- Green Growth
- Your Consultant
|The mid-term VBF taking place on July 4|
The mid-term Vietnam Business Forum (VBF) 2018 has taken place in Hanoi under the co-chairmanship of Minister of Planning and Investment Nguyen Chi Dung, senior country manager of International Finance Corporation (IFC) Kyle F. Kelhofer, and VBF Consortium's co-chair Tomaso Andreatta.
Around a thousand representatives from ministries, agencies, diplomatic agencies, and international organisations, as well as business associations and foreign-invested enterprises attended the event.
Vietnam is going to celebrate 30 years of attracting foreign dirrect investment (FDI) to highlight the achievements of its socioeconomic development, after which it will issue numerous policies based on the recommendations of domestic and foreign businesses in order to form a transparent and favourable investment climate.
Minister of the Planning and Investment Nguyen Chi Dung appreciated that the foreign-invested enterprises (FIE) have been developing to become an important economic sectors, contributing to Vietnam’s socioeconomic development. There are 128 nations and territories investing in Vietnam with more than 6,000 FDI projects worth $326 billion of total registered capital and over $180 billion of disbursed capital.
The FDI sector has increasingly confirmed its role in the Vietnamese economy, contributing 25 per cent to total social investment, and 20 per cent to the GDP. 58 per cent of the total FDI capital went into the processing and manufacturing industry, contributing 72.6 per cent of the total export value, creating 3.6 million direct jobs, and 5-6 million indirect jobs.
The FDI sector has created spillover effects to other fields of the economy. However, linkages between FIEs and the domestic sector are still weak, while the development of the supporting industry and technology transfer are at low levels.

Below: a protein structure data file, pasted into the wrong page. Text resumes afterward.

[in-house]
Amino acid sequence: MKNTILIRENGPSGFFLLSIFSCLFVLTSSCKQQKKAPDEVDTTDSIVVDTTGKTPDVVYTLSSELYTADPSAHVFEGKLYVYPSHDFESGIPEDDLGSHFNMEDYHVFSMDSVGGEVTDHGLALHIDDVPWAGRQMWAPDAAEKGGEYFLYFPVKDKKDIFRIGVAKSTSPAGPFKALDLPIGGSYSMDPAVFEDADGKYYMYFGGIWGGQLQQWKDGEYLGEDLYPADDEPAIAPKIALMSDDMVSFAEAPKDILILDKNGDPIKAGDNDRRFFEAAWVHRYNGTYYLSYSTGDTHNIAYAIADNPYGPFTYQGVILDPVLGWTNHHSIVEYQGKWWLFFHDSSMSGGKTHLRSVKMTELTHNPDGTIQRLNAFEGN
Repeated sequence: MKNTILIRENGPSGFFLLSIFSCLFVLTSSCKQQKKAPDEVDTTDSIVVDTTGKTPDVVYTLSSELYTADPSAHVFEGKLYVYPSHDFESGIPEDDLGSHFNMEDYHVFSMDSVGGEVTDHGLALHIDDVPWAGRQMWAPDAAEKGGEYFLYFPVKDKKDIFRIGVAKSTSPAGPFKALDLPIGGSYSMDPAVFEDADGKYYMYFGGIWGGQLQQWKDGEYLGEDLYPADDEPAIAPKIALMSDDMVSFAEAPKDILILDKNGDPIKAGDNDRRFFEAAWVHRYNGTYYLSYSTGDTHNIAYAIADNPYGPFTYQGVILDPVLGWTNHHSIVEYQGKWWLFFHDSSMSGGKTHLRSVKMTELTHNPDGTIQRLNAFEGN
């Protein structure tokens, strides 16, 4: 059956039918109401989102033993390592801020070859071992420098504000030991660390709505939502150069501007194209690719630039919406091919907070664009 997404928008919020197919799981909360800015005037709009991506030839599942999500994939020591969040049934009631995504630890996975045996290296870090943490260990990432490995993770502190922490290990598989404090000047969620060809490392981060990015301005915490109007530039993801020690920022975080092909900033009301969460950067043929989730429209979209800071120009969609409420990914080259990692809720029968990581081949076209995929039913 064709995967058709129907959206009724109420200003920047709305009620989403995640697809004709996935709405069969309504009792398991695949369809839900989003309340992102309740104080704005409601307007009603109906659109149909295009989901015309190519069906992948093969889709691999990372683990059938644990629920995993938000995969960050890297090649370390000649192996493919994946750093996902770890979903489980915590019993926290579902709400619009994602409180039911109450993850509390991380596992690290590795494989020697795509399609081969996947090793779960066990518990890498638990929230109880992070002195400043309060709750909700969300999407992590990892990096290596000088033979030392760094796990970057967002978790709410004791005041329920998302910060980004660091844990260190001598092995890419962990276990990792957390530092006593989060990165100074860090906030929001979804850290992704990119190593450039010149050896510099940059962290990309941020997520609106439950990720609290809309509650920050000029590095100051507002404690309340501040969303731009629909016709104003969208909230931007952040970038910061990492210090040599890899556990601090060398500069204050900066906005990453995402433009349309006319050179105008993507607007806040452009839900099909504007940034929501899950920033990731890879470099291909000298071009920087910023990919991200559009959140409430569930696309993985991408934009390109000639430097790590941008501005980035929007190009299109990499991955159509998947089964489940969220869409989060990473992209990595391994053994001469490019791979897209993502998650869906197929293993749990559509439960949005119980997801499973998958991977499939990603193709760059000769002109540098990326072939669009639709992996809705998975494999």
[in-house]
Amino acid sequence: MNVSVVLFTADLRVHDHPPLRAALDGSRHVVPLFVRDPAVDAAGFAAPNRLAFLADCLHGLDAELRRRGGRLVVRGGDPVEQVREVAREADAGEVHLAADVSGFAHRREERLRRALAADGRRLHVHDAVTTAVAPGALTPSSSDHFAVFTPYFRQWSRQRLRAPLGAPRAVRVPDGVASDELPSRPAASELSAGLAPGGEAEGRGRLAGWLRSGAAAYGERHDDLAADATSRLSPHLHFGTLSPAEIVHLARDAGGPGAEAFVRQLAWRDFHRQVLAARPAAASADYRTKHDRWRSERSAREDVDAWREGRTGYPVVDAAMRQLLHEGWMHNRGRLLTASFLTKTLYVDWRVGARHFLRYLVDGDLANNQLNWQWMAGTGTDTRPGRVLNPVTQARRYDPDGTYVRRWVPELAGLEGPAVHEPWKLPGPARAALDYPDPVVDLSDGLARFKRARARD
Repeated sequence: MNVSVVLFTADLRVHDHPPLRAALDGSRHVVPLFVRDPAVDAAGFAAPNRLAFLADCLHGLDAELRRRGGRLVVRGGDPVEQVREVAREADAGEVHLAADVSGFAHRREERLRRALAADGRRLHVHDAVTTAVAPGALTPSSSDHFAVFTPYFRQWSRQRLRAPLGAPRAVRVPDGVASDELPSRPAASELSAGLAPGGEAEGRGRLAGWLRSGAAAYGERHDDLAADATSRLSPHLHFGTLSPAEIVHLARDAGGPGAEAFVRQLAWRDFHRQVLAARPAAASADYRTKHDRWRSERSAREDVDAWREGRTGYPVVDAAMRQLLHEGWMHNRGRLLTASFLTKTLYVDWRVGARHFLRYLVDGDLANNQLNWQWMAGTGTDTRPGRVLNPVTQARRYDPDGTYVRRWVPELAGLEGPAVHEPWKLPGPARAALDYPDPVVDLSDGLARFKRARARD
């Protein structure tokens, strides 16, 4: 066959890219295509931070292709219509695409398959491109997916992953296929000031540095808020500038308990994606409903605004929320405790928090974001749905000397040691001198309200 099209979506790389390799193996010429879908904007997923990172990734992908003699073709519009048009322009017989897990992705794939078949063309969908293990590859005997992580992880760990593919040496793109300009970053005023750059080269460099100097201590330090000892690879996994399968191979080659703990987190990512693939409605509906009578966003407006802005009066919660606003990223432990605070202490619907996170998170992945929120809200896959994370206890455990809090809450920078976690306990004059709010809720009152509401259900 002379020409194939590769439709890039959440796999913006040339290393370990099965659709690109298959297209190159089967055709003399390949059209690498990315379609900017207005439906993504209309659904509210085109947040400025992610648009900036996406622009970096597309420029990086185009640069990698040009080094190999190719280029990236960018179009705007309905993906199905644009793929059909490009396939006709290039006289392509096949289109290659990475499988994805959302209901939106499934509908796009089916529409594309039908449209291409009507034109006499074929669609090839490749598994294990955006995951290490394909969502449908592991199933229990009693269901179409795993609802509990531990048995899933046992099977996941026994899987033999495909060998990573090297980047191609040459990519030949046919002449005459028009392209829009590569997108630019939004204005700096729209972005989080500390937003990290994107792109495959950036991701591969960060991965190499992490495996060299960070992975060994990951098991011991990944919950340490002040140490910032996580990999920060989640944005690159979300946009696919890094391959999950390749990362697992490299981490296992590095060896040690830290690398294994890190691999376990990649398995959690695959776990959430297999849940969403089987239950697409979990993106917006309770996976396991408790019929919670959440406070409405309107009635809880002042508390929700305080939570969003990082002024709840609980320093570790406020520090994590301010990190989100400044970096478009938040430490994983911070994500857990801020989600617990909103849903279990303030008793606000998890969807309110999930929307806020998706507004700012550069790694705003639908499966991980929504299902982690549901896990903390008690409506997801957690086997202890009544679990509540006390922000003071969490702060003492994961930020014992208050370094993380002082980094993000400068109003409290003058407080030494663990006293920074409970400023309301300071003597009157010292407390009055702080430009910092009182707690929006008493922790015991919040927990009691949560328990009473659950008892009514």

In order to strengthen the linkages, Minister Dung asked FIEs to further facilitate Vietnamese firms to take part in value chain, while domestic firms should do their utmost to innovate management practices towards reaching out to cutting-edge technology, improving skills and knowledge of employees, as well as improving productivity, quality, and competitiveness.
Related to these issues, Tomaso Andreatta, co-chairman of VBF Consortium, assessed that domestic enterprises are often too small and lack know-how and knowledge to sell their products to global companies and have to procedure top-quality products at a reasonable price. This is why they still have to ask suppliers to come to Vietnam and bring local companies up to speed.
“Vietnamese companies need international-level management, middle management, training schools, service companies, banks, insurance, and technology, many of which are not easy to bring in due to regulatory barriers or because foreign investors have serious concerns. First of all, there are concerns over IP protection, dispute resolution, or more recently, the expected consequences of the new internet law,” Andreatta stated.
“Another limitation of Vietnam in attracting higher technology is that, despite its large population, the monetary size of the market for most products, whether consumer or industrial, is limited, and Vietnamese people buy mostly goods made in Asia. Issues with customs and taxes that cost money, time, and energy, many companies produce in Vietnam to re-export 100 per cent of their goods, which isolates domestic companies from FIEs.”
Vu Tien Loc, chairman of the Vietnam Chamber of Commerce and Industry (VCCI), emphasised the importance of incentive policies and improving the business climate, which the Vietnamese government could carry out to improve efficiency, especially in export and import, as well as create new opportunities on trade and investment.
VCCI also proposed facilitating enterprises to export through free trade agreements, and approve the CPTPP as soon as possible so that Vietnam can take advantage at the soonest.